All sarcasm aside, obviously this story gets off to a troubled start. This was one of those romances where I just wasn’t impressed with the potential love interests. Both are jerky toward Mimori at some point and Tokyo Boys & Girls plays right into the old cliché that the heroine ends up with the one that comes off as mean toward her initially. I also had a problem with why Haruta is not-so-nice to Mimori at first; back in elementary school the two had been friends and Haruta had a crush on Mimori. Mimori, however, only saw Haruta as a friend and was completely oblivious to his feelings for her and to add insult to injury, years later in high school, Mimori doesn’t even recognize him. This understandably hurt his feelings, but the way the story plays it, this makes Haruta justified for being a jerk. When Mimori realizes all this later, she feels she had been a selfish person to have not realized Haruta’s feelings all those years ago. I felt this was over the top. The situation Haruta and Mimori faced in elementary school happens all the time and while it’s not fun and feelings may be hurt, that doesn’t make the oblivious party an awful person and certainly doesn’t give the hurt party reason to be a jerk.

The other big thing that bothered me with this manga was a certain incident that occurs in the later half, when Mimori and Haruta have started dating. Haruta is still insecure about his relationship with Mimori and afraid that his former rival in love is actually still very much a threat. Propelled by these fears, Haruta confronts her about her feelings and her relationship with his rival. Unable to simply take Mimori at her word (or her actions) that she wants to be with him, he demands that she prove she’s really Haruta’s by having sex with him. Frankly, Haruta’s inability to believe in the relationship and his jealous nature made for an unstable relationship in my opinion, but this particular bit had red flags flying. Mimori is understandably scared by his behavior and rejects him. Haruta jumps to the conclusion that because she wouldn’t have sex with him then and there, Mimori really didn’t love him and would rather be with his rival-in-love. This paranoia and aggressive behavior just screamed abusive relationship to me. Mimori asks why he always has to be so malicious before running out. Readers are left with Haruta by himself, saying, “Why? Why do you think? Because I love you!” Riiight, because malicious behavior toward someone always equals love. He goes so far as to break up with her because she becomes a little scared of him after that incident, believing she simply has something against him in particular touching her.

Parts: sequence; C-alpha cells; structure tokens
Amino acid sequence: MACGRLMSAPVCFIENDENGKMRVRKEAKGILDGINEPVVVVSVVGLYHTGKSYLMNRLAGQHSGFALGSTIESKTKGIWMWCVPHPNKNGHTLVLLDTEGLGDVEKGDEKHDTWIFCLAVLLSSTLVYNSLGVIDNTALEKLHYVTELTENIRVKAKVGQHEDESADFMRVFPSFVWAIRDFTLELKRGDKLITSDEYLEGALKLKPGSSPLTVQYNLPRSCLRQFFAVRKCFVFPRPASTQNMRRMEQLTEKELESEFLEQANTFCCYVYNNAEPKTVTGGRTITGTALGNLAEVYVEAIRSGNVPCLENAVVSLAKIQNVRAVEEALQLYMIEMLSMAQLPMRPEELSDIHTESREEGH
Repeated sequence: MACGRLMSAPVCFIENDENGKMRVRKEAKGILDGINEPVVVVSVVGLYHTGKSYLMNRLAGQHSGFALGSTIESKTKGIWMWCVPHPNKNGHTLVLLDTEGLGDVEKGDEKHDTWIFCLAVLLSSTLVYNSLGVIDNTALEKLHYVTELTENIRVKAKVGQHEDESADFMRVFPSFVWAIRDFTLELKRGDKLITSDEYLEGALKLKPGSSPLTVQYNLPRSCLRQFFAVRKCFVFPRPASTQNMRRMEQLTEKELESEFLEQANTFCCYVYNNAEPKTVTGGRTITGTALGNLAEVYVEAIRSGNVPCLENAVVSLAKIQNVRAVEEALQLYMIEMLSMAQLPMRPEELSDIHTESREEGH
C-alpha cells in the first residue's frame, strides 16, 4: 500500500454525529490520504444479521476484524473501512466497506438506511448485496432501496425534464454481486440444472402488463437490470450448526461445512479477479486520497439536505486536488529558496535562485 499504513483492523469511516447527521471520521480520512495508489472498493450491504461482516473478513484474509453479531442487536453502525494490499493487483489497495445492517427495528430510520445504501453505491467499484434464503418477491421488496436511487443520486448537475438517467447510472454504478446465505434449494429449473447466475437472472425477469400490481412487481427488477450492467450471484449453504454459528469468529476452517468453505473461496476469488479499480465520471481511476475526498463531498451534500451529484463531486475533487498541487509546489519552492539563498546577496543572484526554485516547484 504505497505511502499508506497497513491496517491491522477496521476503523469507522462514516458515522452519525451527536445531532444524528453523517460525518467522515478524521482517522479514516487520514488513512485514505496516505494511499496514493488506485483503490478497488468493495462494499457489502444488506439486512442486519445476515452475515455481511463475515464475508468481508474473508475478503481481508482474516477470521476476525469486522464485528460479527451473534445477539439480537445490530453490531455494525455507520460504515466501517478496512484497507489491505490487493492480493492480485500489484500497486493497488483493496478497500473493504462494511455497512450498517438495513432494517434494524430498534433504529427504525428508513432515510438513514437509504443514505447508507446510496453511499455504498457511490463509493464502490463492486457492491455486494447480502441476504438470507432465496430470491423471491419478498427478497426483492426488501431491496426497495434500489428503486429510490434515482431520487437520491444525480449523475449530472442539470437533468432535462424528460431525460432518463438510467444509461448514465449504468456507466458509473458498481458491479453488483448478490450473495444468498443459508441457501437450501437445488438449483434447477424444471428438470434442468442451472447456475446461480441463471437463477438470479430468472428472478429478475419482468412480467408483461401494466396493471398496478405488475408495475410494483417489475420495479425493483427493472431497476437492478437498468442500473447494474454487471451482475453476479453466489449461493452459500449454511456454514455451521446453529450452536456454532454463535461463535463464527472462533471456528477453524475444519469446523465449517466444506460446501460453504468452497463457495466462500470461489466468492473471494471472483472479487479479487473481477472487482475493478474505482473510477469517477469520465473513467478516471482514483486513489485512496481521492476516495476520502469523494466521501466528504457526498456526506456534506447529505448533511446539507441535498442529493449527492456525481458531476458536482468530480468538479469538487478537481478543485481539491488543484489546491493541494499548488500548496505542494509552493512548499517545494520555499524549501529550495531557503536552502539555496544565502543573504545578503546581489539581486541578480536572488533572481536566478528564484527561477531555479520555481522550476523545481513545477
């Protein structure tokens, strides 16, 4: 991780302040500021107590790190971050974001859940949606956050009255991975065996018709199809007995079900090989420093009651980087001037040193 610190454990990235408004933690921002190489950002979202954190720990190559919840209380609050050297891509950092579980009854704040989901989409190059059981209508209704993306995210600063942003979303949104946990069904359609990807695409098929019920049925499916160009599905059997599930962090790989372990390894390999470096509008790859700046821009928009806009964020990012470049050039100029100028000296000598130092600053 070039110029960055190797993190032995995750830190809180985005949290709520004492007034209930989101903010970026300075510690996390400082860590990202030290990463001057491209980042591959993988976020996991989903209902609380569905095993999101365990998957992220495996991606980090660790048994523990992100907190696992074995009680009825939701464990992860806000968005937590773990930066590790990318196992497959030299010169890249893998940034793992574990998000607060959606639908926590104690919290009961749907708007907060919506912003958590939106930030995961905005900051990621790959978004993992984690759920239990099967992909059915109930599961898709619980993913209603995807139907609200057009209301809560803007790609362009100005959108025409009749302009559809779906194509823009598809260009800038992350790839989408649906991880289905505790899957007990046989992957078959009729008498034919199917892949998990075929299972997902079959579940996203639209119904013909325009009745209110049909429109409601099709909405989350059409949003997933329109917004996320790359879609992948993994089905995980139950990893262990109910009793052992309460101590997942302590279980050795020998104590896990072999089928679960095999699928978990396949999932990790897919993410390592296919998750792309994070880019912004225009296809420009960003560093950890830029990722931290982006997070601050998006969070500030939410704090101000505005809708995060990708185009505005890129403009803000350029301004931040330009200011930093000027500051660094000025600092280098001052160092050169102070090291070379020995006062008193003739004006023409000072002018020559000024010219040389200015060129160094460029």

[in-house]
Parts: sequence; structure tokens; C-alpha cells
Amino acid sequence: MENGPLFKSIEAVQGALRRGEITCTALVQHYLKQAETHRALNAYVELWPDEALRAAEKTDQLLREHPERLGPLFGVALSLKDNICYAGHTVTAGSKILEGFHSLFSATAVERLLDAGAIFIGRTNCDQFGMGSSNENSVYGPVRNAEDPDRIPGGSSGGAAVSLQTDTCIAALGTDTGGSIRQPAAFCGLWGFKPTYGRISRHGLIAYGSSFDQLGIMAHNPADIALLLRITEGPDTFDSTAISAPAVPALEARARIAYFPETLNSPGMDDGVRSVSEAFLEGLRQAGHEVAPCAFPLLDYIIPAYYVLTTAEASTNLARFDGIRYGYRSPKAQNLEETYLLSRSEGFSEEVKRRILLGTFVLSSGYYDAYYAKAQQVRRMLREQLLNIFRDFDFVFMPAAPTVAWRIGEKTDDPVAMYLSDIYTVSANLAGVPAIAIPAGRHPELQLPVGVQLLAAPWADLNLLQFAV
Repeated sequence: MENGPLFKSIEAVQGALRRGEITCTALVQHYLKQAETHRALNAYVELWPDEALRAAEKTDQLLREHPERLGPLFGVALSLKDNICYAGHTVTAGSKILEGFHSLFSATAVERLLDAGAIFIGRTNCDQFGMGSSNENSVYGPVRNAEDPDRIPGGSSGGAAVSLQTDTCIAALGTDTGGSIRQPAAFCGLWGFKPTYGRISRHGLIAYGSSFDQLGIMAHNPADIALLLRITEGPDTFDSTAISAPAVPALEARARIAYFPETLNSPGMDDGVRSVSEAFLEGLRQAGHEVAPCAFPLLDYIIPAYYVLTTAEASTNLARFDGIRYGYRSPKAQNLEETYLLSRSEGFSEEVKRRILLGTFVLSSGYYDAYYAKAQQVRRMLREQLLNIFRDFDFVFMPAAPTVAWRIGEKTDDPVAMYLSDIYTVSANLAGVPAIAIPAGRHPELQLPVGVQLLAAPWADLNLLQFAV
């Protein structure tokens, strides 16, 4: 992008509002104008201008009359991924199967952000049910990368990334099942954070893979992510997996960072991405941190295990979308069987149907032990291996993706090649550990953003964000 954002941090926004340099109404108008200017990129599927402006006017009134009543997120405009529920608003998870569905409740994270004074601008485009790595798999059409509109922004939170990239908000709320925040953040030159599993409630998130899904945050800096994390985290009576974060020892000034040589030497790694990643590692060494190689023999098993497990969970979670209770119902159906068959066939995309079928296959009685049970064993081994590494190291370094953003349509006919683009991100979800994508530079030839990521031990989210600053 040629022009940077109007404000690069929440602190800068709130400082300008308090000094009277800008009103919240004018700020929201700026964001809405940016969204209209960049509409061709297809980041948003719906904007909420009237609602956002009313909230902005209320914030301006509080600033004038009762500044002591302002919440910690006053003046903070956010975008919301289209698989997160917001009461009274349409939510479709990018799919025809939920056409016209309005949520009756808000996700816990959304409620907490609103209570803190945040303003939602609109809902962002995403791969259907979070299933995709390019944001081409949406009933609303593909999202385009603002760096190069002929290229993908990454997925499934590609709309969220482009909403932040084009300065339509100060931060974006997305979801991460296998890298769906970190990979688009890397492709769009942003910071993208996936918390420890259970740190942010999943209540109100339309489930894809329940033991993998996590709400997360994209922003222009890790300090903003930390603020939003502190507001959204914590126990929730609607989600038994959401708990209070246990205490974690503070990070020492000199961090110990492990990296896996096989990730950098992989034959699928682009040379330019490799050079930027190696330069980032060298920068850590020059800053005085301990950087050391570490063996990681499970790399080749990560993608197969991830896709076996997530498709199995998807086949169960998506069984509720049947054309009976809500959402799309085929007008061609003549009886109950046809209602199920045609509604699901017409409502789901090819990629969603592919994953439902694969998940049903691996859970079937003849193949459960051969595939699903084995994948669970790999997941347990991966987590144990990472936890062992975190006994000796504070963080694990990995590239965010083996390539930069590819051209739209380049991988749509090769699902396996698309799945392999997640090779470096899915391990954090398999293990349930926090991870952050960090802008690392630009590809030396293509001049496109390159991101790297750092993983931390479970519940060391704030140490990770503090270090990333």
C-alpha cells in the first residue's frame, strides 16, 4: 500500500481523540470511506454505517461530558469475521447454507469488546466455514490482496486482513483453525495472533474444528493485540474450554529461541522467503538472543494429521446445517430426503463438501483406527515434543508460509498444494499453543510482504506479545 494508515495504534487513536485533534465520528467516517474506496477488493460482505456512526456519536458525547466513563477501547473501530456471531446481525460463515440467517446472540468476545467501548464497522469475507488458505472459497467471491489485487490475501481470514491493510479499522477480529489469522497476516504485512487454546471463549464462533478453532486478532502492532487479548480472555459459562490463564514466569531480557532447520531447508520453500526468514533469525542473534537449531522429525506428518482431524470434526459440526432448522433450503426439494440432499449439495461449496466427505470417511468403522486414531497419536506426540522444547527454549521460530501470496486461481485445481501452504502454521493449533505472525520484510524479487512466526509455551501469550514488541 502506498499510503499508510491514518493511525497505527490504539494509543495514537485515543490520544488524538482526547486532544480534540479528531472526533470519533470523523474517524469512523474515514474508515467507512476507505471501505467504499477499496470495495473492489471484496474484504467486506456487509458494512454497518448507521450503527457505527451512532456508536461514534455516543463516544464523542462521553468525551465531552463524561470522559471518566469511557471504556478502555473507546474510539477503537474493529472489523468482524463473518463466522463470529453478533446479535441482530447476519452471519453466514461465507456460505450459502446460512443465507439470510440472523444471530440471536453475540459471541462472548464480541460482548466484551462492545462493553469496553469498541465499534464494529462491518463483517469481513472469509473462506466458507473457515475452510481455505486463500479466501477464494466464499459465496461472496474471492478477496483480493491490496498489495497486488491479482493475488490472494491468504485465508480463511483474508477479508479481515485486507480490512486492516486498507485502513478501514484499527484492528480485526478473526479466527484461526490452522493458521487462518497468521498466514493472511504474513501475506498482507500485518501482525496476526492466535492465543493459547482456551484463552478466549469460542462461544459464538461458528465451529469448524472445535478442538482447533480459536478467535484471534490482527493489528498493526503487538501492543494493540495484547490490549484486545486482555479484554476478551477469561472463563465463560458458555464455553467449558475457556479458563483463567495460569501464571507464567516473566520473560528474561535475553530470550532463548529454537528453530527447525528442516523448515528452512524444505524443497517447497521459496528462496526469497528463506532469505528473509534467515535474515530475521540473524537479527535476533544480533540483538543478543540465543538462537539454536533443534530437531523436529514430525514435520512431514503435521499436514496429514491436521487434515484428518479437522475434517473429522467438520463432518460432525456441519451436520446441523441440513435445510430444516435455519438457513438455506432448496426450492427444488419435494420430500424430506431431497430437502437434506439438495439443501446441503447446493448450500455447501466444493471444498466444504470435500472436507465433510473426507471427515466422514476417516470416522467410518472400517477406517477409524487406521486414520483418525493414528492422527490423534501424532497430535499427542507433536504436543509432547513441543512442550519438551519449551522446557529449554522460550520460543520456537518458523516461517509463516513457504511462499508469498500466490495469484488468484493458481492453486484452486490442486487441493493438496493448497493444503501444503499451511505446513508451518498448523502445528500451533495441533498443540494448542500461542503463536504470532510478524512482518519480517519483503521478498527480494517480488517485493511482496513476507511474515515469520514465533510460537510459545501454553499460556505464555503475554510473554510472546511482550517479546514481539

I also felt like Mimori’s later reactions to all this is plain terrible. She connects her obliviousness to Haruta’s feelings back in elementary school to her more recent rejection of his pressure to have sex. She feels terrible because in her mind she’s been thoughtless of Haruta twice and hurt him twice. Mimori doesn’t do everything right over the course of the story, but that episode was not one where she should take blame. And after all, Haruta wasn’t thinking of Mimori’s feelings when he demanded that she prove herself by having sex with him. What does this say to readers? It reminds me of situations where someone is in an abusive relationship and they twist things in their own mind until they believe they did something wrong, and that’s the last thing I want to see in stories promoted toward teenagers.

The conclusion of this argument saves it from being completely rotten. The two make up, both realizing they were causing problems in the relationship; Mimori tries to be more honest with her feelings with Haruta and Haruta vows not to rush her with sex and never to do anything that would make her afraid of him again. Having them both realize their mistakes and having Haruta finally make it clear that he understands he did something wrong by pressuring her made me feel better about the story as a whole. I still feel it presented confusion and unhealthy messages regarding relationships, but it wasn’t a total flop.